I’m not a huge fan of deciding if valuation is great based on relative comparisons, but that is one perspective. The other thing to consider here is the potential future prospects vs the price paid today. If you believe that growth rates can continue around 20% or more a year for the next decade, then you would be looking at a business with around 120 million in revenues. With no real multiple rerating from here, you would have yourself a 5X or 6X return over that decade. If you assume they can get more cash flow to go after more acquisitions, then you would end up with a much higher return potentially.
The ugliest part of this story. This is something that many small cap companies do that is sometimes required to grow at a reasonable pace in the early years. The management team, since it was founded, has consistently diluted common shareholders to fund the balance sheet. That being said, the price gains per share have made up for that dilution to provide a reasonably adequate return to date (about 5 years).
Cost of Capital
Access to cheap long term financing and covenant light structured debt may not be readily accessible for a relatively small company compared to bigger players in the industry. While it’s possible this improves, it may take a long time, if ever, to get the best financing. I suspect this is why they have been accessing capital with issuance of common shares. Now that the company is listed on the main exchange and will soon not need external financing, I hope this is a thing of the past. It could be a bad habit that lingers.
The best serial acquirers run with no external financing (use cash flows for acquisitions or use conservative amounts of debt structured appropriately). I will need to see them change their ways in this regard to fully buy into the concept.
Private equity or public companies would love to scoop up software businesses and have the funds to do so. Some will not think twice about spending higher prices then what would otherwise offer a great return expectation.
There is also the Constellation Software’s and Jack Henry’s of the world that are better connected with the network of founders that will offer good long term homes to those looking to sell their small software businesses. It is possible that the reputation for a being a good owner is not necessarily the same for Vitalhub at this point in time.
I do believe that growth via acquisitions will be required for this investment to be successful, so this execution of buying up targets at fair prices is crucial to the thesis.
Potential to Overpay for Acquisitions
On a related note to the above, it is possible that they extend their reach too much and overpay for acquisitions in an effort to grow at all means necessary. Growth should be a choice, not an imperative. It is very tempting to grow as fast as possible if the cash or financing is available to do so.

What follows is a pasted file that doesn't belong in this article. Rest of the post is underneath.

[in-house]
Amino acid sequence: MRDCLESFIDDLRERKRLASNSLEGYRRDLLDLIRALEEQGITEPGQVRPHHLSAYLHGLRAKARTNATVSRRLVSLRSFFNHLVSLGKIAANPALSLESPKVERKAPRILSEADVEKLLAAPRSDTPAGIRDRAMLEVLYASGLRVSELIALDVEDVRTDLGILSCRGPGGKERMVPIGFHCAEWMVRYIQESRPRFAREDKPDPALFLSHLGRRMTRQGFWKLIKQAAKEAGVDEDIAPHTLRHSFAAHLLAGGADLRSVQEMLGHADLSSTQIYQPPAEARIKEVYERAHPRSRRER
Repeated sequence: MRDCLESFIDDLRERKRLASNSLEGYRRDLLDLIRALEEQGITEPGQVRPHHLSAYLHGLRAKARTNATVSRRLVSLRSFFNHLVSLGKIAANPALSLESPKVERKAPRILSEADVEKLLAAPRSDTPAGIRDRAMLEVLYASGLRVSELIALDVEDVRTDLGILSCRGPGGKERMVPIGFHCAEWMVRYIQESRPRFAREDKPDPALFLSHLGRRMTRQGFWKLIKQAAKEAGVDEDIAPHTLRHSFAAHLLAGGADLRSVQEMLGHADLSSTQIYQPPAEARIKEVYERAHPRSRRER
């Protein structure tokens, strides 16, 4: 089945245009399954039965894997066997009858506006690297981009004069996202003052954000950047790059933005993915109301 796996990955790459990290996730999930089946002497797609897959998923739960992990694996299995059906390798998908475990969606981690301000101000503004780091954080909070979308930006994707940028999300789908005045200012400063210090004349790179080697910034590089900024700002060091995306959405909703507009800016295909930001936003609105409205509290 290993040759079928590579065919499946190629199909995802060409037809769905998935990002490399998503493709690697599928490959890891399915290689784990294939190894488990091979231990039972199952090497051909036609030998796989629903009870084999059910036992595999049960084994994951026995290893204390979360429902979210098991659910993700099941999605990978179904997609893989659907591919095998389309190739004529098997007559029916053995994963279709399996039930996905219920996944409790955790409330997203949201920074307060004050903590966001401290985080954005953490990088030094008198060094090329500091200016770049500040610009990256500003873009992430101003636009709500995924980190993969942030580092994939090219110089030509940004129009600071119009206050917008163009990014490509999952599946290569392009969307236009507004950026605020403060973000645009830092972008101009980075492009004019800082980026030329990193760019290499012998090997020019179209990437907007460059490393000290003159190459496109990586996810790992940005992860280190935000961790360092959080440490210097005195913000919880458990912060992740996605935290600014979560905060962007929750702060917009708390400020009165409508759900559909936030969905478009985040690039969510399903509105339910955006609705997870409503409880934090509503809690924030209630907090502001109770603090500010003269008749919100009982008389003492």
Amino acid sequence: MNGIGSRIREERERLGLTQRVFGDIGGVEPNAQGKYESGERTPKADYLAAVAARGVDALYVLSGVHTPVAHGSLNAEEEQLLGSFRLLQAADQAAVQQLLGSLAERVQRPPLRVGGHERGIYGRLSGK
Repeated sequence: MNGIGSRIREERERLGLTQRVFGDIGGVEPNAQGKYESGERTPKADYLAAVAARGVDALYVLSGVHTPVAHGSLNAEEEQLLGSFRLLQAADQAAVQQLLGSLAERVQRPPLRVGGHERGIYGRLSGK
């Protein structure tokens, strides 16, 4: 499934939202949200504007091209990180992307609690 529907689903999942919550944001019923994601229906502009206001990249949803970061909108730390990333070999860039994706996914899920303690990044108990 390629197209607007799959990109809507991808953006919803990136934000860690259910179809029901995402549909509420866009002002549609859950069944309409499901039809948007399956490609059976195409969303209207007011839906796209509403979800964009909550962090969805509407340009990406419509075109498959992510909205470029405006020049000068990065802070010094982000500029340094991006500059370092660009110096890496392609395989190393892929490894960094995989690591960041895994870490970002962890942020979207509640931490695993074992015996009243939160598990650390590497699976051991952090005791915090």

Focus on Synergies
There are numerous times in the filings and investor presentations that synergies for cost savings and cross selling opportunities are referenced as positives. While it is theoretically true that there are benefits there to be had, it tends to be tricky to execute and not be as meaningful once all the complexities are taken into account. I’m healthily skeptical that all of these benefits will come to fruition but am cautiously optimistic that some will come to bear.
There is no doubt that some corporate overhead costs will remain relatively flat as the company grows in size with acquisitions and margins should indeed improve. I’d still like to point this out as a red flag and potential trap.
International R&D Staff Exposure
The company has a subsidiary operation that provides some R&D from Sri-Lanka. This is presented as a cost-savings advantage for the business. I’m less certain of this. There is challenges with having such an organization so far from home-base, not to mention the geo-political risks and there should be questions regarding the quality of the work given the misalignment of incentives here. It is not a good sign to see stakeholders such as employees spoken of as a resource that is a low cost advantage. This is the extreme case, and perhaps it is not as bleak as I make it sound. Nevertheless, I cautiously view this as a risk, not an advantage.
Early Exit Potential
It is potential that due to stock market volatility or some bad operational events or news, that the stock market drops to a point where they become a takeover target and long term shareholders could suffer by having their returns cut off prematurely. Even if the buyout is positive in the short term for shareholders, I would prefer to invest for the long term and allow the business to compound for long periods. If you are shorter term trader or investor, this could potentially work as a bull case depending on the scenario but it is not for me.
If you enjoyed the writeup, check out my other content on constellation software here: Constellation Software - Quick Take
My take on what makes serial acquirers successful here: Serial Acquirers - Growth via Acquisitions